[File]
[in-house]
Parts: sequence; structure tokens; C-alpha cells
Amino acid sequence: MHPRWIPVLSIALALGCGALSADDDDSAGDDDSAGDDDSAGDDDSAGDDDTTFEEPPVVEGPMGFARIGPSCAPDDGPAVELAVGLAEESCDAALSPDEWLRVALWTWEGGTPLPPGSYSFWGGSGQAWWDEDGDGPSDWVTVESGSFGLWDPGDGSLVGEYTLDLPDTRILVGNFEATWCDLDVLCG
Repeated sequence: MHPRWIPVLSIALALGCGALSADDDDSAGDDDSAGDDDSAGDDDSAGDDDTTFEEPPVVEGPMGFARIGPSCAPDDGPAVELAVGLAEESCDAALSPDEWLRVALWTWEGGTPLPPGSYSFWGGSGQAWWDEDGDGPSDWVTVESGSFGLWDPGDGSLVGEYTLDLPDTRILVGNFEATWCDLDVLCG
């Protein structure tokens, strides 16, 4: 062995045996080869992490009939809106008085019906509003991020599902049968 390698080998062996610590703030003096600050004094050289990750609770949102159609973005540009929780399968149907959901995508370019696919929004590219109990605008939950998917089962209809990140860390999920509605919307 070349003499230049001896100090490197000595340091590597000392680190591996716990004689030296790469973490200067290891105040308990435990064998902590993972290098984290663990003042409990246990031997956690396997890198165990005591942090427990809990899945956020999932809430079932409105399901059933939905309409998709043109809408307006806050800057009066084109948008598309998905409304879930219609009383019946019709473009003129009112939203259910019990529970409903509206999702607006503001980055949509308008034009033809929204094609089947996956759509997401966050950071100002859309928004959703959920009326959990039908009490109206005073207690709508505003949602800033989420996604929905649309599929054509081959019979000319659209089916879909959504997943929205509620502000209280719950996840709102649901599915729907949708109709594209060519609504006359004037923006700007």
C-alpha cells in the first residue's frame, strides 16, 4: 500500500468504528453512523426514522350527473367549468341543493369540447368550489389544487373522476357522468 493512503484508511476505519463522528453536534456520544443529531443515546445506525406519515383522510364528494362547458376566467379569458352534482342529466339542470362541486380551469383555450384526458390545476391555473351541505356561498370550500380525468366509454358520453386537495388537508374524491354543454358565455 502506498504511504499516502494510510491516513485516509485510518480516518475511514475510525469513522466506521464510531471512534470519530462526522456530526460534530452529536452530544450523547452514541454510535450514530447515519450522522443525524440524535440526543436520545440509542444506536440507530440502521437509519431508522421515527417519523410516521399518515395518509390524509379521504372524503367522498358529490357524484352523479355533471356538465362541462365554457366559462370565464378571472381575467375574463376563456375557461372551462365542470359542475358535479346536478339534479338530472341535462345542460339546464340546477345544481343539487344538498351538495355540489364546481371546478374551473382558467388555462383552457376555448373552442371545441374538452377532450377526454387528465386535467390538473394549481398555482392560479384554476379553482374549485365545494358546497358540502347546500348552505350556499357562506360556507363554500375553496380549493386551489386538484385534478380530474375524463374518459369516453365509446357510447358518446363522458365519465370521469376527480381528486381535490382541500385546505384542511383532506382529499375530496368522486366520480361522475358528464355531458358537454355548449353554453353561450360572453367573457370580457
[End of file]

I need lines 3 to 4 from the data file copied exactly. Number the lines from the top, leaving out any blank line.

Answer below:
Amino acid sequence: MHPRWIPVLSIALALGCGALSADDDDSAGDDDSAGDDDSAGDDDSAGDDDTTFEEPPVVEGPMGFARIGPSCAPDDGPAVELAVGLAEESCDAALSPDEWLRVALWTWEGGTPLPPGSYSFWGGSGQAWWDEDGDGPSDWVTVESGSFGLWDPGDGSLVGEYTLDLPDTRILVGNFEATWCDLDVLCG
Repeated sequence: MHPRWIPVLSIALALGCGALSADDDDSAGDDDSAGDDDSAGDDDSAGDDDTTFEEPPVVEGPMGFARIGPSCAPDDGPAVELAVGLAEESCDAALSPDEWLRVALWTWEGGTPLPPGSYSFWGGSGQAWWDEDGDGPSDWVTVESGSFGLWDPGDGSLVGEYTLDLPDTRILVGNFEATWCDLDVLCG